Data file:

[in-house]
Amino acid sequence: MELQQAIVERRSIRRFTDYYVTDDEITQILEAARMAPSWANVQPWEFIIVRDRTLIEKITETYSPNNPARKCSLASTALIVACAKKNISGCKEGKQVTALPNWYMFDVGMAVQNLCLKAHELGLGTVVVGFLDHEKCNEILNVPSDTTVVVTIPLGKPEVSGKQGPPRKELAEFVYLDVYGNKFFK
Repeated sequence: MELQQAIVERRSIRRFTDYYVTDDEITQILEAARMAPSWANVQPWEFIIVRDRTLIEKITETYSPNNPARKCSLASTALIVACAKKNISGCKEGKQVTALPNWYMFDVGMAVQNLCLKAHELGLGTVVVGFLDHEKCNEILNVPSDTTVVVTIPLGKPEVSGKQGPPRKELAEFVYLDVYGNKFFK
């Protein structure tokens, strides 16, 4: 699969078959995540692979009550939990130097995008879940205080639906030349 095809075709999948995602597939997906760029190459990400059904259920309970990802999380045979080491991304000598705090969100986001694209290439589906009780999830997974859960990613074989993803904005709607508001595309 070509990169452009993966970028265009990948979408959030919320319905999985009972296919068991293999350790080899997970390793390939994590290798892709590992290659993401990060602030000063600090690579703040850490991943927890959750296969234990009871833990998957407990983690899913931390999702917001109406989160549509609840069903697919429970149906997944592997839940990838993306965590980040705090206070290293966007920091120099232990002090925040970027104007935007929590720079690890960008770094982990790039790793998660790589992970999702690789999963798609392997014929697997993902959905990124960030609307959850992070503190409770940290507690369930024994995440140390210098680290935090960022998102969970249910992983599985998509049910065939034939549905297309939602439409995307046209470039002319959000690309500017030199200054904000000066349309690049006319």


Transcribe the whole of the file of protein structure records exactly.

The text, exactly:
[in-house]
Amino acid sequence: MELQQAIVERRSIRRFTDYYVTDDEITQILEAARMAPSWANVQPWEFIIVRDRTLIEKITETYSPNNPARKCSLASTALIVACAKKNISGCKEGKQVTALPNWYMFDVGMAVQNLCLKAHELGLGTVVVGFLDHEKCNEILNVPSDTTVVVTIPLGKPEVSGKQGPPRKELAEFVYLDVYGNKFFK
Repeated sequence: MELQQAIVERRSIRRFTDYYVTDDEITQILEAARMAPSWANVQPWEFIIVRDRTLIEKITETYSPNNPARKCSLASTALIVACAKKNISGCKEGKQVTALPNWYMFDVGMAVQNLCLKAHELGLGTVVVGFLDHEKCNEILNVPSDTTVVVTIPLGKPEVSGKQGPPRKELAEFVYLDVYGNKFFK
């Protein structure tokens, strides 16, 4: 699969078959995540692979009550939990130097995008879940205080639906030349 095809075709999948995602597939997906760029190459990400059904259920309970990802999380045979080491991304000598705090969100986001694209290439589906009780999830997974859960990613074989993803904005709607508001595309 070509990169452009993966970028265009990948979408959030919320319905999985009972296919068991293999350790080899997970390793390939994590290798892709590992290659993401990060602030000063600090690579703040850490991943927890959750296969234990009871833990998957407990983690899913931390999702917001109406989160549509609840069903697919429970149906997944592997839940990838993306965590980040705090206070290293966007920091120099232990002090925040970027104007935007929590720079690890960008770094982990790039790793998660790589992970999702690789999963798609392997014929697997993902959905990124960030609307959850992070503190409770940290507690369930024994995440140390210098680290935090960022998102969970249910992983599985998509049910065939034939549905297309939602439409995307046209470039002319959000690309500017030199200054904000000066349309690049006319």